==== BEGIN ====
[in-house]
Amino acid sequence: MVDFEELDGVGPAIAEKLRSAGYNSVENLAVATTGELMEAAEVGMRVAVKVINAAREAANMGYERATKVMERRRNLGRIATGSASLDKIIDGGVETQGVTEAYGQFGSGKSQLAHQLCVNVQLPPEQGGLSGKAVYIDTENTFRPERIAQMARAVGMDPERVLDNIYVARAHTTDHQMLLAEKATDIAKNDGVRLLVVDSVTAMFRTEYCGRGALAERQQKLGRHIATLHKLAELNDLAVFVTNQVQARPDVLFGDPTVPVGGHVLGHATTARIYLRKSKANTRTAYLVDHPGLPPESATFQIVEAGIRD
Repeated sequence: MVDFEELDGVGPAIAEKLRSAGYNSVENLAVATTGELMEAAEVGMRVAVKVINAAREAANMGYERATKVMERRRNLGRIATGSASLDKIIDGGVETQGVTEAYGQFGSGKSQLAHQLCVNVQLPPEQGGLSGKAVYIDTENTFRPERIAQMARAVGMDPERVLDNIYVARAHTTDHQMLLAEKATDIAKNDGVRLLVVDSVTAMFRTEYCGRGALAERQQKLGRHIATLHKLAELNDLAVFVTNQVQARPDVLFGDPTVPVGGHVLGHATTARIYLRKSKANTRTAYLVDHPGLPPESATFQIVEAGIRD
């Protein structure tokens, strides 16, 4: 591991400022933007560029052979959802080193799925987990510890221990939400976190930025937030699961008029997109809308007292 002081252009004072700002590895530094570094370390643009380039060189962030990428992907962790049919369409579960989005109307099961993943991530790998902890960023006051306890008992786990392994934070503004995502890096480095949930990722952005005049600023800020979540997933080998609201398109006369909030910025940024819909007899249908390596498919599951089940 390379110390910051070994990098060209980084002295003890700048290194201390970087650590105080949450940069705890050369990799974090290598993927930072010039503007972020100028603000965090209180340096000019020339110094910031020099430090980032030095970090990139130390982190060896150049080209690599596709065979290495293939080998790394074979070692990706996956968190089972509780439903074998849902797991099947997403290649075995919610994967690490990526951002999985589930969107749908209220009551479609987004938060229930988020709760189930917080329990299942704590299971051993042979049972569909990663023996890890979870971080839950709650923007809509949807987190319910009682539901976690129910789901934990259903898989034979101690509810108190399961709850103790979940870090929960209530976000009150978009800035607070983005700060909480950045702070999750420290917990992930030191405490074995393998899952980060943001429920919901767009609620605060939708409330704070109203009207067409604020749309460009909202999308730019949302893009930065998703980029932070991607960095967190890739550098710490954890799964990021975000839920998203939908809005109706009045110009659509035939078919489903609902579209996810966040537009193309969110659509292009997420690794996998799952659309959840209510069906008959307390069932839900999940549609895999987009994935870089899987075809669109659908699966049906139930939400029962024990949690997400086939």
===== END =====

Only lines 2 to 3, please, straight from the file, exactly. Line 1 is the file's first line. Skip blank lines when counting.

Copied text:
Amino acid sequence: MVDFEELDGVGPAIAEKLRSAGYNSVENLAVATTGELMEAAEVGMRVAVKVINAAREAANMGYERATKVMERRRNLGRIATGSASLDKIIDGGVETQGVTEAYGQFGSGKSQLAHQLCVNVQLPPEQGGLSGKAVYIDTENTFRPERIAQMARAVGMDPERVLDNIYVARAHTTDHQMLLAEKATDIAKNDGVRLLVVDSVTAMFRTEYCGRGALAERQQKLGRHIATLHKLAELNDLAVFVTNQVQARPDVLFGDPTVPVGGHVLGHATTARIYLRKSKANTRTAYLVDHPGLPPESATFQIVEAGIRD
Repeated sequence: MVDFEELDGVGPAIAEKLRSAGYNSVENLAVATTGELMEAAEVGMRVAVKVINAAREAANMGYERATKVMERRRNLGRIATGSASLDKIIDGGVETQGVTEAYGQFGSGKSQLAHQLCVNVQLPPEQGGLSGKAVYIDTENTFRPERIAQMARAVGMDPERVLDNIYVARAHTTDHQMLLAEKATDIAKNDGVRLLVVDSVTAMFRTEYCGRGALAERQQKLGRHIATLHKLAELNDLAVFVTNQVQARPDVLFGDPTVPVGGHVLGHATTARIYLRKSKANTRTAYLVDHPGLPPESATFQIVEAGIRD